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Austin's Mayor Oversees a Completely Changed City

In the 30 years since Kirk Watson's previous stint as mayor, Austin has gained 400,000 more residents. Watson's changed, too.

Kirk Watson tours construction of McKalla Station in Austin
Kirk Watson tours a rail station under construction. He hopes to ensure that Austin's growth does more to benefit long-term residents. (Photo courtesy of the city of Austin)
Editor's Note: This article appears in Governing's Spring 2024 magazine. You can subscribe here.

The first time Kirk Watson became mayor of Austin in 1997, the place felt more like a quirky college town than a global hot spot. Even then, it was changing fast as tech companies rushed in, seeing the city’s culture and cool vibes as a draw for recruiting talent. By the time Watson left office in 2001, Austin had become a case study in luring what urbanist Richard Florida would soon call the “creative class.” Watson hit the road, coaching city leaders elsewhere on how to copy Austin’s formula for economic growth.

Now, Watson is back at Austin City Hall for a second tour as mayor. The creative-class strategy worked: Tech titans like Apple, Samsung and Tesla are expanding, bringing thousands of high-paying jobs. But it might have worked too well. Austin is now America’s 10th-largest city and has big-city problems to contend with: stifling traffic, expensive housing and a homelessness crisis. These were all issues Watson worked on the last time he was mayor. Now, he says, they’ve “gone to scale.”

Governance within Austin’s council-manager system has also changed. Previously, Watson served alongside six councilmembers who were elected at-large, like the mayor. Now, there are 10 councilmembers and they each represent individual districts. The result, Watson says, is that “you have more opinion, just more people you have to address.” He thinks this is a good thing: “Having a diversity of experiences and diversity of points of view should, and mostly does, result in better public policy because it sometimes demands a broader perspective.”

Watson believes that he, too, has changed. From 2007 to 2020, he served as a Democrat in the overwhelmingly Republican Texas Senate. He nevertheless found ways to get big things done, such as launching a medical school at the University of Texas. Watson says he’s more patient now at 65 than he was at 40. That helps him navigate today’s polarized politics. “I use the word ‘empathy’ far more at this age than I did at that age,” Watson says. “Our politics seems to wipe out empathy, and at the local level, we can’t do that. We need to be making practical decisions. I can’t just label you and quit listening to you because I think I know everything.”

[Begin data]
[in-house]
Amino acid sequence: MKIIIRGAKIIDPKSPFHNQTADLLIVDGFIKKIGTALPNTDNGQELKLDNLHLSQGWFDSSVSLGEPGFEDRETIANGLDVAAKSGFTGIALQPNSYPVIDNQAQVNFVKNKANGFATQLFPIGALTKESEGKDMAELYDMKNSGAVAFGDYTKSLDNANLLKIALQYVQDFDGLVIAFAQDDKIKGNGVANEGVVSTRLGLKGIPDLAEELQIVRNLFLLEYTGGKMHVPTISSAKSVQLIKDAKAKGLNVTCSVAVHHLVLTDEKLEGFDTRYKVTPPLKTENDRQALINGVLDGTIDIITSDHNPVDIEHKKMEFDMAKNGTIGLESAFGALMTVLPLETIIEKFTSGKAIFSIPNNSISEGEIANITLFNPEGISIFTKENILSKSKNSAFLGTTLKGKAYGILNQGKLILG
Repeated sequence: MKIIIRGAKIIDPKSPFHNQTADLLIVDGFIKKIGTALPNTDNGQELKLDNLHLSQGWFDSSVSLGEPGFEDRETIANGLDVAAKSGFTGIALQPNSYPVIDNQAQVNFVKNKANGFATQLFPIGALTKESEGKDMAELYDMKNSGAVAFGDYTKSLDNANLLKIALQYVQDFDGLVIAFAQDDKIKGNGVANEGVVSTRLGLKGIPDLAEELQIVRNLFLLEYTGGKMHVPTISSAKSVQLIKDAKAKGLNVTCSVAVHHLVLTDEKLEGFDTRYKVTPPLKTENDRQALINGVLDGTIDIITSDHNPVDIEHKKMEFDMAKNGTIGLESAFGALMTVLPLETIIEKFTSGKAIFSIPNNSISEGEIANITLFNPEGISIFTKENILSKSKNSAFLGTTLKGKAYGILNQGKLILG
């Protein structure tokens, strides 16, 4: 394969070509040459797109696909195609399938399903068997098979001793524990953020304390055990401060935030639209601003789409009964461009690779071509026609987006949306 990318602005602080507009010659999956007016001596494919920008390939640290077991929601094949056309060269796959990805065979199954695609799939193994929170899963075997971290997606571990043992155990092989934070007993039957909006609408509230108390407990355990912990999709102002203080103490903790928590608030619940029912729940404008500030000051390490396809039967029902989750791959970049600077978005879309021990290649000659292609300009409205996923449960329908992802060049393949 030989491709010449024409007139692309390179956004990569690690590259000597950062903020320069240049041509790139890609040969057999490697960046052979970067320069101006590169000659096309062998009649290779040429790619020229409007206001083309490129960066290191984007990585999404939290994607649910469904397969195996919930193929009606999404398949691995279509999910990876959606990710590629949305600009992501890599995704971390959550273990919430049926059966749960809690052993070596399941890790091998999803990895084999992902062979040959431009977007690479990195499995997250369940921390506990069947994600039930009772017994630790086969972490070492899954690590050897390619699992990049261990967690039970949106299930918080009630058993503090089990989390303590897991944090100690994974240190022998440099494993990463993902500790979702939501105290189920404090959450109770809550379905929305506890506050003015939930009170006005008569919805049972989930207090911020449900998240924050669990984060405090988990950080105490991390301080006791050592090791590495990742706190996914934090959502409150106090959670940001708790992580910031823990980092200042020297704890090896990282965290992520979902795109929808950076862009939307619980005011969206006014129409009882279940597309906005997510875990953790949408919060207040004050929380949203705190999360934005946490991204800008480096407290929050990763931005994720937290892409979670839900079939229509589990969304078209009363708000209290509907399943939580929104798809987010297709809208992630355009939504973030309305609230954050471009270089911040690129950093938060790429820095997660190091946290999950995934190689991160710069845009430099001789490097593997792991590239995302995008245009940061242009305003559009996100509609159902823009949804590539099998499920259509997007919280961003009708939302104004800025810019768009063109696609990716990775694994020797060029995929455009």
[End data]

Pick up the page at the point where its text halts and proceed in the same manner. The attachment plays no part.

Watson set out to thaw his liberal city’s frosty relations with conservative state leaders. Last year, he secured $65 million in state funding to expand homeless shelter capacity. He also collaborated with GOP Gov. Greg Abbott to use state troopers to address a shortage of local police officers, but when communities of color accused the troopers of racial profiling and aggressive tactics, Watson scuttled the agreement.

Owing to a quirk in the election calendar, the mayor has just a two-year term this time around, so Watson is moving quickly to prove himself to voters. To address a housing shortage, he worked with the City Council to allow more units to be built in residential neighborhoods. To address a child-care shortage, they’ve made child-care facilities exempt from property taxes. Steven Pedigo, a professor and urban expert at the University of Texas, says the intense focus on checkbook issues represents the flip side of Watson’s creative-class push a generation ago. “His philosophy on the growth engine has changed,” Pedigo says. 

Watson agrees. One of the mayor’s biggest priorities is creating an academy to prepare local workers for the coming wave of infrastructure projects. If the tech boom created a lot of jobs for newcomers, Watson says now is the time to focus on gains for longtime residents. “I want us to continue creating those W2s, but that’s not the end of the game,” he says. “It’s how do we get those W2s into the hands of Austinites?”
Christopher Swope was GOVERNING's executive editor.
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